Graduation Year


Document Type




Degree Name

MS in Chemical Engineering (M.S.C.H.)

Degree Granting Department

Chemical Engineering

Major Professor

Ramon Gonzalez, Ph.D.

Committee Member

John Kuhn, Ph.D.

Committee Member

Aydin Sunol, Ph.D.


Polyethylene Terephthalate (PET), Plastic Bioconversion, Enzymatic Hydrolysis, Terephthalic Acid (TPA), Ethylene Glycol (EG), Fermentation, Techno-Economic Analysis


Plastics have been used in almost every household appliance and various industrial applications for more than one hundred years. Plastic is among the most used materials in manufacturing worldwide. Plastic is cheap, light, durable, flexible, non-toxic, etc., and these properties make it suitable to use in manufacturing many types of appliances and materials. There has been an excessive reliance on plastic, leading to mass production. Despite being overly produced, there has been very little effort to recycle plastic, leading to massive accumulation of this environment. Plastic wastes are found in large patches in the world's oceans, waterways, and land. In the air, plastic exists in the form of microplastics.

Recently there has been focused attention on solving plastic waste pollution. Traditionally, there has been some recycling, but most of the plastics accumulate in landfills. Chemical recycling has been used but only to a small extent. Many organizations and companies have embarked on research to find sustainable ways of dealing with plastic waste, especially due to its environmental impact.

Traditional chemical recycling has not worked well, and the focus is now on alternative methods. One of the key methods that have been of discussion of late is biodegradation, which involves the use of microorganism to breakdown plastic polymer into simpler substances that are less harmful to the environment.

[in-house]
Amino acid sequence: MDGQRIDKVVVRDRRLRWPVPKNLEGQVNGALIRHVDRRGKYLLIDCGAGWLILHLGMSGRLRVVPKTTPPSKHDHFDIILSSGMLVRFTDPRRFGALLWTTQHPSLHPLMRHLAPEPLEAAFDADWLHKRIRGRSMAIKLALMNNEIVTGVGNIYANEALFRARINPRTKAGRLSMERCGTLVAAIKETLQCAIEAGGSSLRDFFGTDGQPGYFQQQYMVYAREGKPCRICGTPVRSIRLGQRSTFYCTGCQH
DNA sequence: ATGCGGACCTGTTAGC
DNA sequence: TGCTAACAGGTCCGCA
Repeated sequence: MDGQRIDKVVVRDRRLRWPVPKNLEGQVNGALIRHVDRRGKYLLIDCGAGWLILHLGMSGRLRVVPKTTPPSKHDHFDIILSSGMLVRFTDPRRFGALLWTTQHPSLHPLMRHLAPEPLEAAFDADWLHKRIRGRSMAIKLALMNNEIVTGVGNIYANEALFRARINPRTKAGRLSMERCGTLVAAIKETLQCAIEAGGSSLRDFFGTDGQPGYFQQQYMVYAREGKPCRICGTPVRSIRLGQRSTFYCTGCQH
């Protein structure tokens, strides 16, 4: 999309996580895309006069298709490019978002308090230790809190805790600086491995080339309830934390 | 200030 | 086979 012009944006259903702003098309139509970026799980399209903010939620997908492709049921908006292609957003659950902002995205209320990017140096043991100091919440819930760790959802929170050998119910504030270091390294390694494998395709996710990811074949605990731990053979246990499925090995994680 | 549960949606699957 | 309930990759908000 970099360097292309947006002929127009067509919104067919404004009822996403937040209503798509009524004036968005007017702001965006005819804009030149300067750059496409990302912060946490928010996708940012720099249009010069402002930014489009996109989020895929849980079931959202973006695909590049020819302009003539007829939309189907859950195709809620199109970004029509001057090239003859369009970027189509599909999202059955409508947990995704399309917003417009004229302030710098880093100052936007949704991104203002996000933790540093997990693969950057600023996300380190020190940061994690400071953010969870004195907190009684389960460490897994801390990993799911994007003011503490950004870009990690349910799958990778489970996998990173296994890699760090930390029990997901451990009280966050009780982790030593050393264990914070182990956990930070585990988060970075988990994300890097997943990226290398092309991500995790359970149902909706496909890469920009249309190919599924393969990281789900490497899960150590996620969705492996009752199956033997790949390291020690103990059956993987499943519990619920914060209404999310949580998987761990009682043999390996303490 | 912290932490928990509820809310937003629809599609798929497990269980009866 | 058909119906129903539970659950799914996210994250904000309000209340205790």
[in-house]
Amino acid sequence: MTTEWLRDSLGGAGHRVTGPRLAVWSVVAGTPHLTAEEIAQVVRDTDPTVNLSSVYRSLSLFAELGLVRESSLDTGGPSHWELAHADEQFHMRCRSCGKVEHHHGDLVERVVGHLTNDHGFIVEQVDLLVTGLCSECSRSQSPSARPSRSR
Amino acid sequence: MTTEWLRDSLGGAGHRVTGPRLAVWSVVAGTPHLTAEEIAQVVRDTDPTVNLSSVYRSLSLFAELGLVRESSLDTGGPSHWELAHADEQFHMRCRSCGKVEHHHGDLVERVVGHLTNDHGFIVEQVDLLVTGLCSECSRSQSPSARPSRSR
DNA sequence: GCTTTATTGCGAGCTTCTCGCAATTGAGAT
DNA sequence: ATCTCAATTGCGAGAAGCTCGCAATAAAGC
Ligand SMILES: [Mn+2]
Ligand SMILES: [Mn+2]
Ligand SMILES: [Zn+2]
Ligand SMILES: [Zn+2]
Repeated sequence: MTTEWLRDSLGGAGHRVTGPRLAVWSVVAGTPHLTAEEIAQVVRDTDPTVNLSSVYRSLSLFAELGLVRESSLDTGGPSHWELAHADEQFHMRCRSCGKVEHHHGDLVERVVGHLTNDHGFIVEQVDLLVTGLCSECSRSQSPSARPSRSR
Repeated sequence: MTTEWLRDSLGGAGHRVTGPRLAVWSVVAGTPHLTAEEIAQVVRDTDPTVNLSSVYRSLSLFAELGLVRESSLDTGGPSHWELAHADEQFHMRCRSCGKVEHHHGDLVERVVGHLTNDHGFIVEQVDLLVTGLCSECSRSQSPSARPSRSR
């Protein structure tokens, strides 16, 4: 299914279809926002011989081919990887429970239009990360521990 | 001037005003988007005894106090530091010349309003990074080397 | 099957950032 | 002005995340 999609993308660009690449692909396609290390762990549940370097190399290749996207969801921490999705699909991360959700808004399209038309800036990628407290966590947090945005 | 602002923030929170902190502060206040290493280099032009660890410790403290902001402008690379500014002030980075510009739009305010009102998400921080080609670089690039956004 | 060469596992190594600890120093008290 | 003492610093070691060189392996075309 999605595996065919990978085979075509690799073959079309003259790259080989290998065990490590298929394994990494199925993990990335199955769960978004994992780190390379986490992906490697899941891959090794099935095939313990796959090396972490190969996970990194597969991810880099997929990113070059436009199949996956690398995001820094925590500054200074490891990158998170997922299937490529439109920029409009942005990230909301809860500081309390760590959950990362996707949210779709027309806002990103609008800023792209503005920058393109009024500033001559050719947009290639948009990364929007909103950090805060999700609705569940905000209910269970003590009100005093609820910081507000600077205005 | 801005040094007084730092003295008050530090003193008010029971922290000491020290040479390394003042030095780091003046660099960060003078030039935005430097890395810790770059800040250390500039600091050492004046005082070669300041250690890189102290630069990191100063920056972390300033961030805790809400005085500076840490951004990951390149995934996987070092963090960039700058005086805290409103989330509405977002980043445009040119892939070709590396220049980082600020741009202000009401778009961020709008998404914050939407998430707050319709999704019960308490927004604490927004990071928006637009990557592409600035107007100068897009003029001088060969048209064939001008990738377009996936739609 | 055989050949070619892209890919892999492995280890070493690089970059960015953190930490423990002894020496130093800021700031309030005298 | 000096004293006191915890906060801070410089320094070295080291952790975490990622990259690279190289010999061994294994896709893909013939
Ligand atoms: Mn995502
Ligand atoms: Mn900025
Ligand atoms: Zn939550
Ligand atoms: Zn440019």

Unlike traditional chemical recycling methods, biological methods are less energy-intensive, less environmentally harmful, and may prove to be cheaper and more sustainable. Bio-upcycling involves using biological methods to breakdown plastic long-chain polymers into smaller monomeric units that can be further transformed into high-value products. This work proposes using engineered microorganisms to biodegrade Polyethylene Terephthalate (PET) plastic into Terephthalic Acid (TPA) and Ethylene Glycol (EG).

These monomers are then fermented to produce volatile organic compounds of high value. The volatile organic compounds were chosen to simplify separation, which leads to a reduction of energy consumption and makes the process energy efficient. Techno-economic analysis of such a process is done to understand the profitability of such a venture.

The study focuses on designing a plant with a capacity of 50 metric tons of PET per day. The process begins with the material collection, sorting, and then pretreatment. In pretreatment, PET undergoes shredding for size reduction of 5-10 millimeters particles. The pretreated PET then goes through enzymatic hydrolysis producing TPA and EG, which are then co-fermented to produce acetone as the volatile organic product. The acetone produced is then separated through air stripping or vacuum extraction from the fermentation broth. Economic analysis is performed to determine if the proposed design is feasible. In terms of feedstock, the primary cost driver is the price of PET, which is 10 cents per pound. Sensitivity analysis shows that costs lower than 10 cents per pound would significantly improve the process's profitability.

At a plant capacity of 50 metric tons per day, considering simultaneous hydrolysis and fermentation, the minimum selling price or acetone breakeven price is 0.69 $ per pound. This result is obtained considering the market price of acetone to be 0.3450 $ per pound, and a discounted cash flow analysis was done at an internal rate of return of 10%. These results indicate that the venture would not be profitable at this current capacity. However, when carbon yield is increased from 46% to 91%, the venture becomes profitable. However, the maximum theoretical yield attainable using acetone is 75%. Based on this result, it would be recommended to find another product that can achieve a 91% or higher carbon yield.

Additionally, when the plant capacity is increased from 50 to 500 metric tonne per day, all other parameters are kept constant; the venture would profit. At the proposed capacity of 50 metric tons per day, the plant can produce 2.2 million gallons of acetone per year. The total capital investment is 15.7 million dollars, and operating expenses cost 9 million dollars per year. Sensitivity analysis shows that the carbon yield, fermentation productivity, and PET cost significantly influence the profitability of the process

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